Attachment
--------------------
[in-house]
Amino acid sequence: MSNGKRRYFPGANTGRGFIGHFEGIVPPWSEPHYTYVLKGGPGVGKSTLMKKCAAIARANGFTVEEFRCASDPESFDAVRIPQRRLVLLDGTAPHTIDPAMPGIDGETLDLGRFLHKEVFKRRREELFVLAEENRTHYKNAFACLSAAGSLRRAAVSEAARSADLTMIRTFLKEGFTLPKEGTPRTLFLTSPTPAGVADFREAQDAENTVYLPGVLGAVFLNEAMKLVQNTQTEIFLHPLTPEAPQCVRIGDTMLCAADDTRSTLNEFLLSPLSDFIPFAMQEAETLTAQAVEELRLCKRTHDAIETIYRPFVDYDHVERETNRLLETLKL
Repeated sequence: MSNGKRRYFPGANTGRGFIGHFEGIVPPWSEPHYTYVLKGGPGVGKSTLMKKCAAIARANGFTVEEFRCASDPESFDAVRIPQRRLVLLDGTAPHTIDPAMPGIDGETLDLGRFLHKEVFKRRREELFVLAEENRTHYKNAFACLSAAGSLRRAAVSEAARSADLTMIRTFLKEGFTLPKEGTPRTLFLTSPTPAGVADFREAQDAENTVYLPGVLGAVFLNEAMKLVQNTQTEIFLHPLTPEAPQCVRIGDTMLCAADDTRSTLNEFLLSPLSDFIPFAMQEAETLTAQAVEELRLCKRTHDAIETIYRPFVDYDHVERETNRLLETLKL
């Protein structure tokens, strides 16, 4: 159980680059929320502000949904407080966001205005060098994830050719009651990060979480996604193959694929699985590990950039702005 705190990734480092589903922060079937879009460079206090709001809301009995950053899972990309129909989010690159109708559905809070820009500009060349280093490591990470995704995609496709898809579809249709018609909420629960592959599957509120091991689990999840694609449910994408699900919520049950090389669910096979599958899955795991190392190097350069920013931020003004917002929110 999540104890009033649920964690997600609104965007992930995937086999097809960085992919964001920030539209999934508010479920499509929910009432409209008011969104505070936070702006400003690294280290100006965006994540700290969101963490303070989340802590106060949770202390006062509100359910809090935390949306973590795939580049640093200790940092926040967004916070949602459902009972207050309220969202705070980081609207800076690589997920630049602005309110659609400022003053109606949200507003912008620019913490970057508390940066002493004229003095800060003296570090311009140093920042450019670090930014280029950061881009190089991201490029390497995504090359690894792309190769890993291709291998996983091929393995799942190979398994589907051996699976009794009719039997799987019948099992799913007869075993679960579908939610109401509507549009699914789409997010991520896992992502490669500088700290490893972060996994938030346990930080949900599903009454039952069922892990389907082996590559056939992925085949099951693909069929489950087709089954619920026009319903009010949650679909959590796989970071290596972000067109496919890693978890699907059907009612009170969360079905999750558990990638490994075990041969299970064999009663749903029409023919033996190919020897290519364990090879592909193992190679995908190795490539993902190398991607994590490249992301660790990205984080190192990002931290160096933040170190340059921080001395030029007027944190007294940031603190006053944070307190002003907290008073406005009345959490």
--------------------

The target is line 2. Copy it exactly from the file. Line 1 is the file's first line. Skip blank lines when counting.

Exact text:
Amino acid sequence: MSNGKRRYFPGANTGRGFIGHFEGIVPPWSEPHYTYVLKGGPGVGKSTLMKKCAAIARANGFTVEEFRCASDPESFDAVRIPQRRLVLLDGTAPHTIDPAMPGIDGETLDLGRFLHKEVFKRRREELFVLAEENRTHYKNAFACLSAAGSLRRAAVSEAARSADLTMIRTFLKEGFTLPKEGTPRTLFLTSPTPAGVADFREAQDAENTVYLPGVLGAVFLNEAMKLVQNTQTEIFLHPLTPEAPQCVRIGDTMLCAADDTRSTLNEFLLSPLSDFIPFAMQEAETLTAQAVEELRLCKRTHDAIETIYRPFVDYDHVERETNRLLETLKL